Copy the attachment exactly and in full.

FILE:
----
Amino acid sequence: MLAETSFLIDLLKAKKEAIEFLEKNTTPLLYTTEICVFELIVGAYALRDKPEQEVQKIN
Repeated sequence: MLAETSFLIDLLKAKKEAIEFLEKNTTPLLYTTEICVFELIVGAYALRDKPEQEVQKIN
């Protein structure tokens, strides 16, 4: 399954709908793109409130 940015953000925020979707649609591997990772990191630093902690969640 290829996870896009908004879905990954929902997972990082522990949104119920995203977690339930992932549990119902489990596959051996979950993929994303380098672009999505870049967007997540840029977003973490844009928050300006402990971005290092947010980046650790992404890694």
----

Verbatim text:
Amino acid sequence: MLAETSFLIDLLKAKKEAIEFLEKNTTPLLYTTEICVFELIVGAYALRDKPEQEVQKIN
Repeated sequence: MLAETSFLIDLLKAKKEAIEFLEKNTTPLLYTTEICVFELIVGAYALRDKPEQEVQKIN
């Protein structure tokens, strides 16, 4: 399954709908793109409130 940015953000925020979707649609591997990772990191630093902690969640 290829996870896009908004879905990954929902997972990082522990949104119920995203977690339930992932549990119902489990596959051996979950993929994303380098672009999505870049967007997540840029977003973490844009928050300006402990971005290092947010980046650790992404890694």